(1) IN GENERAL.—No employee of the United States International Communications Agency, other than the Chief Executive Officer or Director of the Voice of America, shall be eligible to receive compensation at a rate in excess of step 10 of GS–15 of the General Schedule under section 5332 of title 5, United States Code.

(2) EXCEPTION.—The limitation described in paragraph (1) does not apply in the case of members of the Board in accordance with section 102(d) or affect the rights of employees covered under the Fair Labor Standards Act of 1938.

(c) Prohibition on certain new employment.—

(1) IN GENERAL.—Beginning on the date of the enactment of this Act and ending on the date that is 5 years after such date, the United States International Communications Agency may not fill any currently unfilled full-time or part-time position compensated at an annual rate of basic pay for grade GS–14 or GS–15 of the General Schedule under section 5332 of title 5, United States Code, including any currently filled position in which the incumbent resigns, retires, or otherwise leaves such position during the such 5-year period.

(2) WAIVER.—The Chief Executive Officer of the United States International Communications Agency may waive the prohibition specified in paragraph (1) if the position is determined essential to the functioning of the Agency and documented as such in the report required under section 112(a), or necessary for the acquisition of skills or knowledge not sufficiently represented in the current workforce of the Agency. The Chief Executive Officer of the Agency shall consult with the appropriate congressional committees before issuing a waiver under this paragraph.

(d) Continuation of federal status.—Nothing in this Act may be interpreted to change the Federal status or rights of employees of the Voice of America or the International Broadcasting Bureau by the consolidation and establishment of the United States International Communications Agency.

SEC. 112. Reporting requirements of the United States International Communications Agency.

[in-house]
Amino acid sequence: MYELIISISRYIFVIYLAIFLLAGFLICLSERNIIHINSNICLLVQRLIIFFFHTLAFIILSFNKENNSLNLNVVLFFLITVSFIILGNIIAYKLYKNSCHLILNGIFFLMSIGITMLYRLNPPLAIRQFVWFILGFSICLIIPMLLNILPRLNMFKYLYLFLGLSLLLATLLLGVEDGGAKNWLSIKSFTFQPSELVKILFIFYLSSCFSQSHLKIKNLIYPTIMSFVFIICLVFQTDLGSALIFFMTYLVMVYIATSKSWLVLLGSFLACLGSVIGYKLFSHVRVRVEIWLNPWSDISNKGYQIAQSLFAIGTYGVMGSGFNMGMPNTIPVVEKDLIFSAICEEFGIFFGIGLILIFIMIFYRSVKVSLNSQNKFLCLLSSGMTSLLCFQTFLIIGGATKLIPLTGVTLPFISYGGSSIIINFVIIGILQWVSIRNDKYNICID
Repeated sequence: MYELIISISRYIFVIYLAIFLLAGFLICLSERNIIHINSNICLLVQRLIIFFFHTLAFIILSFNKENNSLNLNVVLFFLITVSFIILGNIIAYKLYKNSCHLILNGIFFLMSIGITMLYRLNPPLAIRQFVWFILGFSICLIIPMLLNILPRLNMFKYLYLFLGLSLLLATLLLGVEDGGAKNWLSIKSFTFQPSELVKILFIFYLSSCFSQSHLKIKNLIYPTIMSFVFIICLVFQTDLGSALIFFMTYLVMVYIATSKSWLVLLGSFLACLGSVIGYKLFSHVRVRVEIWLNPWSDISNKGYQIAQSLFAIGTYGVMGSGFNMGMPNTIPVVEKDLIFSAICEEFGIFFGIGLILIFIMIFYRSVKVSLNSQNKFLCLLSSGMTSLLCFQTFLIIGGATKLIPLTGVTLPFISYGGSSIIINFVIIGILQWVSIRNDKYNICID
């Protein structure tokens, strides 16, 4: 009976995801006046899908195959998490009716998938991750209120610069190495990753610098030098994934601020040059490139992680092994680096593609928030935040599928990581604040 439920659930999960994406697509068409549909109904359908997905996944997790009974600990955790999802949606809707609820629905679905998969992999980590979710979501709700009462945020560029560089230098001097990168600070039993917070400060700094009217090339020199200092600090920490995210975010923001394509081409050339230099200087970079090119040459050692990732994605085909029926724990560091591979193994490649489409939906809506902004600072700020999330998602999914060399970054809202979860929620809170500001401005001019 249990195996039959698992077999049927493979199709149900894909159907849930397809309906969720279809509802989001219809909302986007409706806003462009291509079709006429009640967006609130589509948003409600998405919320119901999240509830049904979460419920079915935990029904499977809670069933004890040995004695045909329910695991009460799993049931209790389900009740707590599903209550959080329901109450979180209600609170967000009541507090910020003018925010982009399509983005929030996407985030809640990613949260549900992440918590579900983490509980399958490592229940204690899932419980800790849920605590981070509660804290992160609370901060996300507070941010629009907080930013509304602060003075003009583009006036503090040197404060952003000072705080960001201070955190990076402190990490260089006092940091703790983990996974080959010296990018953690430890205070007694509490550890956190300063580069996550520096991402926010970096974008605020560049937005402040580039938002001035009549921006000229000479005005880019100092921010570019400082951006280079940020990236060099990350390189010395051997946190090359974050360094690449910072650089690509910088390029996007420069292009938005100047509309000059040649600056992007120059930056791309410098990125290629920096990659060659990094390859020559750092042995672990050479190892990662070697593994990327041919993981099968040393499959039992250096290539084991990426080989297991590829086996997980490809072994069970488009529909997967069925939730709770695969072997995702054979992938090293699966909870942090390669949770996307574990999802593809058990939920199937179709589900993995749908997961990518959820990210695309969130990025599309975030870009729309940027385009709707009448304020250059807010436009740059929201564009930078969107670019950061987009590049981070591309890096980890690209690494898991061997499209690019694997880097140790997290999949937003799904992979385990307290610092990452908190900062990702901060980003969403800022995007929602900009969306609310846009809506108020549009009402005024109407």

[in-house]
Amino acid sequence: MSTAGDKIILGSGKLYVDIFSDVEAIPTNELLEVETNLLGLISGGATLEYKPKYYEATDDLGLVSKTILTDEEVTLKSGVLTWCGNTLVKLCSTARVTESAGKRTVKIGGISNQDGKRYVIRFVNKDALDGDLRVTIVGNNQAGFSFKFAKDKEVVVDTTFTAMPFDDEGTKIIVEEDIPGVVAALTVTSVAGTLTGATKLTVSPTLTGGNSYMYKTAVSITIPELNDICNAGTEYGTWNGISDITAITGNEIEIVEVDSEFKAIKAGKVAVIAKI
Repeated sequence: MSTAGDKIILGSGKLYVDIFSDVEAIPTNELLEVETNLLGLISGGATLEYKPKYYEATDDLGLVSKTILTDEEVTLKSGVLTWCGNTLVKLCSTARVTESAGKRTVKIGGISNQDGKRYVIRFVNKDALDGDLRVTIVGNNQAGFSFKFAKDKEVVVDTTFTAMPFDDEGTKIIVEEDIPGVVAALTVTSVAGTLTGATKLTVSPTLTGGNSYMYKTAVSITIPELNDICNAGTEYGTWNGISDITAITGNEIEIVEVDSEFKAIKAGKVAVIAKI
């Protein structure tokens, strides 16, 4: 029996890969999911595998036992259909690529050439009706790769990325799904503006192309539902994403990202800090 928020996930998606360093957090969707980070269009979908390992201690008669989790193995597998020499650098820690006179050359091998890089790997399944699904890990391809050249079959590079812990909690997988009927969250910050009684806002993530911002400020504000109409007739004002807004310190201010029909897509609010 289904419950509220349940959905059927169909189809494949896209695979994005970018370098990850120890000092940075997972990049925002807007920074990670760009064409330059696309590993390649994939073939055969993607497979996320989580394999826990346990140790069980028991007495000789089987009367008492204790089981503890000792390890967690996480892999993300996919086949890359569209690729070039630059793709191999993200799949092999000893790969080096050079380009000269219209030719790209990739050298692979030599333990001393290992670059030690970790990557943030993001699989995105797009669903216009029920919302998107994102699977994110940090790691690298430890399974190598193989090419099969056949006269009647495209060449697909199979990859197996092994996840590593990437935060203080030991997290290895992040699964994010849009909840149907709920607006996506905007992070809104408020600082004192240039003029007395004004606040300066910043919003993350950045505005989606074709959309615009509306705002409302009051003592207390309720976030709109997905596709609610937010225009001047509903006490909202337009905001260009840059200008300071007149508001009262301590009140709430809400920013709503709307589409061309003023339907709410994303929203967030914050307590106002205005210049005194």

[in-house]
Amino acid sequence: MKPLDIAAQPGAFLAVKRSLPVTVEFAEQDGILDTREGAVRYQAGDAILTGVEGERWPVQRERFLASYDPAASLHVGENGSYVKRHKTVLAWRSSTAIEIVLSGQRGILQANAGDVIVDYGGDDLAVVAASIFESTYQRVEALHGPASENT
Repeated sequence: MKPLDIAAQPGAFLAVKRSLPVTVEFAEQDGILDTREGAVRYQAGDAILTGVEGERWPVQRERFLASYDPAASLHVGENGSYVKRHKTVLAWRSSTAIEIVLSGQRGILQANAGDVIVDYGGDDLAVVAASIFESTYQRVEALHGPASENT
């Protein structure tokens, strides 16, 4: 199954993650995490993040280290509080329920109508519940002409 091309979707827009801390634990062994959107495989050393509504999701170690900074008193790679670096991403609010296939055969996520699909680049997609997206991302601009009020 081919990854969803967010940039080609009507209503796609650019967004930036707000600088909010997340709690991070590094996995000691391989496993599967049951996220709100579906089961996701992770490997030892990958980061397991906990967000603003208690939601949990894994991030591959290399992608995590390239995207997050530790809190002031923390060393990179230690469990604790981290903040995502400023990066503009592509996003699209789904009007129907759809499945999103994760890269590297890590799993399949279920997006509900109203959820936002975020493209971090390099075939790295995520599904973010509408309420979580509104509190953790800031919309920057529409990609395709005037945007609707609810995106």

(a) Reorganization report.—Not later than 180 days after the date of the enactment of this Act, the Chief Executive Officer of the United States International Communications Agency shall submit to the appropriate Congressional committees a report that includes the following:

(1) A plan to assess and provide recommendations on the appropriate size and necessity of all current offices and positions (also referred to as a “staffing pattern”) within the Agency, including full-time employee positions rated at the Senior Executive Service (SES) level or at GS–14 or GS–15 on the General Schedule under section 5332 of title 5, United States Code. Such plan shall include a detailed organizational structure that delineates lines of authority and reporting between junior staff, management, and leadership.

(2) A plan to consolidate the Voice of America and the International Broadcasting Bureau into a single Federal entity identified as the “United States International Communications Agency”, and how the structure and alignment of resources support the fulfillment of the Agency’s mission and standards and principles as described in sections 5 and 122.

(3) A plan for developing a platform to share all programming content between the United States International Communications Agency and the Freedom News Network, including making available for distribution all programming content licensed or produced by the Agency and the Freedom News Network, and expanding the functionality of the platforms already in existence, such as the web content management system “Pangea”.

(4) A joint plan written with the Chief Executive Officer of the Freedom News Network to coordinate the transition of language services between the United States International Communications Agency and the Freedom News Network in accordance with sections 6, 123, 124, 212, and 214.

(b) Contracting report.—The Chief Executive Officer of the United States International Communications Agency shall annually submit to the appropriate congressional committees a report on the Agency’s compliance with the Federal Acquisition Regulation (the “FAR”) and the Anti-Deficiency Act, including a review of contracts awarded on a non-competitive basis, compliance with the FAR requirement for publicizing contract actions, the use of any personal service contracts without explicit statutory authority, and processes for contract oversight in compliance with the FAR.

(c) Listenership report.—The Chief Executive Officer of the United States International Communications Agency shall annually submit to the appropriate congressional committees a report that details the transmission capacities, market penetration, and audience listenership of all mediums of international communication deployed by the United States International Communications Agency, including a plan for how target audiences can be reached if the first medium of delivery is unavailable.

(d) Gao report.—Every 5 years after the date of the enactment of this Act, the Comptroller General of the United States shall submit to the appropriate congressional committees a report that reviews the effectiveness of content sharing between the United States International Communications Agency and the Freedom News Network and makes recommendations on how content sharing can be improved.